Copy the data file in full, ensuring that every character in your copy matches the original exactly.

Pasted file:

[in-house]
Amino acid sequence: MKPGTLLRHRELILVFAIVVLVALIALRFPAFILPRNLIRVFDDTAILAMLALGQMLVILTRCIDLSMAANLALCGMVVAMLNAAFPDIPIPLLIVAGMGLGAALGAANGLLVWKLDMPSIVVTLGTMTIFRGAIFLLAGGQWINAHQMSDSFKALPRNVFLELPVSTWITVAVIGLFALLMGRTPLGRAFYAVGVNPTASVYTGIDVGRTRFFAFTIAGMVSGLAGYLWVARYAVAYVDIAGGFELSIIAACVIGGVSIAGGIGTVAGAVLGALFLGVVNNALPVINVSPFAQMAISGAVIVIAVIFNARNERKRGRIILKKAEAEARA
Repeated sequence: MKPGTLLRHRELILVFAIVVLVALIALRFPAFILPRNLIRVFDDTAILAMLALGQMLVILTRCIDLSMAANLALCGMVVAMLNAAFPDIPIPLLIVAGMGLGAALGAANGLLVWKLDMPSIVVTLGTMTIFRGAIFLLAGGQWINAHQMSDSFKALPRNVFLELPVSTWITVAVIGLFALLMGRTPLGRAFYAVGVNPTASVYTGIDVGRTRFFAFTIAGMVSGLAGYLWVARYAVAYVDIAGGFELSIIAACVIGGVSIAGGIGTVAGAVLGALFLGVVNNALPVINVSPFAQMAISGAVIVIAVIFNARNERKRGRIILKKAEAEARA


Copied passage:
[in-house]
Amino acid sequence: MKPGTLLRHRELILVFAIVVLVALIALRFPAFILPRNLIRVFDDTAILAMLALGQMLVILTRCIDLSMAANLALCGMVVAMLNAAFPDIPIPLLIVAGMGLGAALGAANGLLVWKLDMPSIVVTLGTMTIFRGAIFLLAGGQWINAHQMSDSFKALPRNVFLELPVSTWITVAVIGLFALLMGRTPLGRAFYAVGVNPTASVYTGIDVGRTRFFAFTIAGMVSGLAGYLWVARYAVAYVDIAGGFELSIIAACVIGGVSIAGGIGTVAGAVLGALFLGVVNNALPVINVSPFAQMAISGAVIVIAVIFNARNERKRGRIILKKAEAEARA
Repeated sequence: MKPGTLLRHRELILVFAIVVLVALIALRFPAFILPRNLIRVFDDTAILAMLALGQMLVILTRCIDLSMAANLALCGMVVAMLNAAFPDIPIPLLIVAGMGLGAALGAANGLLVWKLDMPSIVVTLGTMTIFRGAIFLLAGGQWINAHQMSDSFKALPRNVFLELPVSTWITVAVIGLFALLMGRTPLGRAFYAVGVNPTASVYTGIDVGRTRFFAFTIAGMVSGLAGYLWVARYAVAYVDIAGGFELSIIAACVIGGVSIAGGIGTVAGAVLGALFLGVVNNALPVINVSPFAQMAISGAVIVIAVIFNARNERKRGRIILKKAEAEARA